So, unless the idioms in Italy are as such where logs are slang for hair strands (I have never heard this used in such a manner, and I do speak Italian), I think what happened here is that your tutors :stuck_out_tongue: let their local Sicilian vernacular get in the way of the vernacular which is known as Italiano Centrale; a dialect spoken in Lazio and much closer with standard Italian than Siciliano (Rome is in the province of Lazio as well, which is likely why Italiano Centrale has always been quite close to standard Italian).

Anyhow, I just had to respond to this regardless of how stale the thread is. Being that this is such an unusual name outside of Italy (alas, it is quite popular in Lazio, from where my family originates), I (naturally) find it quite interesting when this alphabet-of-a-name is discussed.

Ciao! :smiley:

Thomas is an Aramaic name, I think. Probably there aren’t that many Aramaic names used today, so in that regard the Thomases of the world are unique.


Oh, yeah, what does “Thomas” mean?

I’m not certain, but I think it probably means “enlightened one”.


No, really, it probably means “one who dwells with goats” or something like that.

Thomas is Aramaic in origin and comes from “twin”.

The “Th” is greek in origin.

Yes, to live in a world where “Thomas” is unique would make life so much easier to the millions of us pouring over records of our Thomas ancestors born in Wales with the first name “John” or “Ann”. :lol:


My middle name is Paul ( I suppose if I were Spanish it’d be Pablo… if I were Italian it’d be Paolo… etc.).

Hi everyone,
There are some interesting and funny surnames in every language. As a Turk, and a teacher, I meet a lot of new students who has different names and surnames. The names are sometimes related to the religion and those names are used all over the world, or let’s say names derived from these holly names are used all over the world (for example; Abraham became İbrahim in Turkish, David-Davut, Joseph-Yusuf, etc.)
Most of the names used these days have the same meaning all around the world. In Turkey there are a good many of girls with the name “G?l” which means “Rose” and there are as many girls in other countries with a name which means the same.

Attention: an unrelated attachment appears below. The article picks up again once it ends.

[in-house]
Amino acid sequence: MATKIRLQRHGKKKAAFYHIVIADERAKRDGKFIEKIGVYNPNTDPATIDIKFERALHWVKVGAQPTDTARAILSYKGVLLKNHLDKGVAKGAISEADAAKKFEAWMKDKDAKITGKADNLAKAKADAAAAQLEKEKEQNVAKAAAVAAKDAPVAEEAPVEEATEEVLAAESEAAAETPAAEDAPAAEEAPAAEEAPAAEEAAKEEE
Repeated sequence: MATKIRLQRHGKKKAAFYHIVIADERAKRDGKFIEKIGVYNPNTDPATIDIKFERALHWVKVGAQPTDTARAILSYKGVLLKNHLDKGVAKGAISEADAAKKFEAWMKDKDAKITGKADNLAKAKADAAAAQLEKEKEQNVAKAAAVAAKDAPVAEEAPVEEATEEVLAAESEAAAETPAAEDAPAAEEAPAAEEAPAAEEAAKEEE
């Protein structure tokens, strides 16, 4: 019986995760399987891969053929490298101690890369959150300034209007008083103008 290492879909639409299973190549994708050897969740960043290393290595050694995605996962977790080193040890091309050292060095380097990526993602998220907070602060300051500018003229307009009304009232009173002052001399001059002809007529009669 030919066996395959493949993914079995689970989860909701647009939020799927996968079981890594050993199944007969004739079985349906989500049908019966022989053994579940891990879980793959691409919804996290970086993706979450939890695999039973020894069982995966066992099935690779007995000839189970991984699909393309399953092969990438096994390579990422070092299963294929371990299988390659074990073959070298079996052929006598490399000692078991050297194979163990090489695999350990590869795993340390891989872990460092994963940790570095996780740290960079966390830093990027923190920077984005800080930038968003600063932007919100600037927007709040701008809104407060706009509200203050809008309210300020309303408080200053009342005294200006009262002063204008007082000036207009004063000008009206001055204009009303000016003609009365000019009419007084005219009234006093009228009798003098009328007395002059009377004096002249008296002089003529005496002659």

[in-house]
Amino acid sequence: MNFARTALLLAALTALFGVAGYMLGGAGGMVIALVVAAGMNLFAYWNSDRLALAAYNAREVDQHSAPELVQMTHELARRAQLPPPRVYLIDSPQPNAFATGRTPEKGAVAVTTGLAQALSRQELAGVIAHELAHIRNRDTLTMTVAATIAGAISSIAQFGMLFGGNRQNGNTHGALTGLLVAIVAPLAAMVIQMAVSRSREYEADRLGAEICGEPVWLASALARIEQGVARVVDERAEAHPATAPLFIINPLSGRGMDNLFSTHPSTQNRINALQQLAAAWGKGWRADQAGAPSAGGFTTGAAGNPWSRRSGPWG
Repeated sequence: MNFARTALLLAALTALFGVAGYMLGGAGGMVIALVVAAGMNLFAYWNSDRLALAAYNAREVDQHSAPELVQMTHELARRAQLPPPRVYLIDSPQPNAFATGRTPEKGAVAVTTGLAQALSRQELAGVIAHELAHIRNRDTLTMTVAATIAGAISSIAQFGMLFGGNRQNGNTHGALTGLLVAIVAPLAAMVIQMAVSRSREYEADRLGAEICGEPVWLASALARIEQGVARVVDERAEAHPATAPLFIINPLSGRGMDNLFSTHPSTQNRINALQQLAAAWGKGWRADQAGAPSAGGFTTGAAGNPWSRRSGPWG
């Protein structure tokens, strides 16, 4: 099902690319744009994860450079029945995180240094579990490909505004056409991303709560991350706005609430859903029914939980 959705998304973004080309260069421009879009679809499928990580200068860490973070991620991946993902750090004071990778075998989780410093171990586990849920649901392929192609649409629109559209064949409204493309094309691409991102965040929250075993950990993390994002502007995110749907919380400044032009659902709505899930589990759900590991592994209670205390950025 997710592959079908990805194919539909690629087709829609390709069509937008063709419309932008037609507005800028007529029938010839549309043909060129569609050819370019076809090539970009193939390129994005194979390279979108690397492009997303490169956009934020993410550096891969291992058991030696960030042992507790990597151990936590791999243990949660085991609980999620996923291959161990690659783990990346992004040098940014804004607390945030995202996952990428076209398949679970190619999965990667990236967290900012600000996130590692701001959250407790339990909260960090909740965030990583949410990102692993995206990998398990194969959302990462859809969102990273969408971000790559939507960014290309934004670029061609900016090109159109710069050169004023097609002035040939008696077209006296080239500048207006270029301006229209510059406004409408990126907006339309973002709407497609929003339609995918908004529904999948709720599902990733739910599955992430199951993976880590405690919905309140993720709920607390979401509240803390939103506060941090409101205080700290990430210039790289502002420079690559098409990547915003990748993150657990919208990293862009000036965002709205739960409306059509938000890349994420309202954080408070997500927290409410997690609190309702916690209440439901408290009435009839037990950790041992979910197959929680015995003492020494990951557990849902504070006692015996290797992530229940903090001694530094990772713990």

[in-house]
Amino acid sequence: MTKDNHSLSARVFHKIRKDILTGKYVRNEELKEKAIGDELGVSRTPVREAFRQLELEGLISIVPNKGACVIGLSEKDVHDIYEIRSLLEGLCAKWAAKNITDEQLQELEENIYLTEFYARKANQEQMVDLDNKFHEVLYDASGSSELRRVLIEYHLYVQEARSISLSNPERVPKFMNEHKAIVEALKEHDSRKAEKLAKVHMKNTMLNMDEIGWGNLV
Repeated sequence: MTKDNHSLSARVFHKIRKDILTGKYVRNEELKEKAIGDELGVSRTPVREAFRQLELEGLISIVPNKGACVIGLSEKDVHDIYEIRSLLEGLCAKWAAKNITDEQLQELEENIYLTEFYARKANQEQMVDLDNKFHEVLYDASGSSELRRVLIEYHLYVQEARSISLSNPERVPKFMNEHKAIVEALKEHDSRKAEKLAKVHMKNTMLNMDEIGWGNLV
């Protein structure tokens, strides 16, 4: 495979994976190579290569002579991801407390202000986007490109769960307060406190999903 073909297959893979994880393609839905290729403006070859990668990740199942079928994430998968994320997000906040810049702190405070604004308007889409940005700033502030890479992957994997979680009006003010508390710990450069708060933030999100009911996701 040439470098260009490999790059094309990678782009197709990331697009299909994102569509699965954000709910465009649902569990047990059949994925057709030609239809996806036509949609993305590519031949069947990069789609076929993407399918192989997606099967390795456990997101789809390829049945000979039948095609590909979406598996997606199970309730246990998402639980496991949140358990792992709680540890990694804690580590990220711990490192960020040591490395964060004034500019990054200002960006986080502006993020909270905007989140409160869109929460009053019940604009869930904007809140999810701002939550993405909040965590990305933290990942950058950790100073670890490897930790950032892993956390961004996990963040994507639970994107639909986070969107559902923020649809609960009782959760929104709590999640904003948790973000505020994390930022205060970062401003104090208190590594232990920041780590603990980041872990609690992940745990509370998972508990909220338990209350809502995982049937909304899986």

But the most interesting surname I have ever heard of was “Altmışsekizoğlu” which means “the son of 68 (yes sixty-eight)”! Strange, eh?
What do you think of his mum?
Bye for now.

Interesting, yes, but ‘son of…’ added to names usually refers to the father, or is it different in Turkish?

Yes, it does refer to the father, so he’d be the son of 68 fathers. His poor mother, indeed. :wink:


It’s funny you mention the name “Rose” – a few weeks ago my sister gave birth to a baby girl whom she and her husband decided to name “Rose”.

We’ve since spoken several times (of course) and in the course of our conversations I’ve teased her about naming their first son (if they have a son) “Jack”.

I finally got the joke now, thanks, Quattrociocchi (and about time, too)!

Sorry, Tom, but I seem to be a bit thick today and can’t figure out what the name ‘Jack’ has got to do with ‘Rose’. Care you enlighten my poor, uninformed self?

Hi all,
I think that subject became a very interesting one, so why not have a topic discussing that?
Will everyone translate their names and surnames or the names which will be funny into English?

love to explain that in italian, my mother tongue, context is as important as literal meaning… “brilliant Watson.”

so, here we go:
Ciocca di fiori = a nosegay, a small bunch of flowers.
Ciocca di capelli = a tuft or lock of hair.
Ciocca di capelli d’oro = golden locks
ciòcco, [it: sm.(pl. m.-chi)] Grosso pezzo di legno da ardere. ~ ceppo. = log to burn

hate to be this way, but my big daddy was a Quattrociocchi.
And, grandpa did have just a few strings of hair, maybe four, grandma used to say that he did like to build a nice fire.
quattro = four
ciocchi = locks or logs… same difference… LOL


How is “bruschetta” pronounced by Italians?

I think that the Italian “ch” is pronounced as a “k”, yielding “bru-SKEH-tah”. Is that correct?

I hear Americans pronouncing it “bru-SHEH-tuh” frequently, and it sort of bugs me.



Jack was Rose’s love in the movie “Titanic”.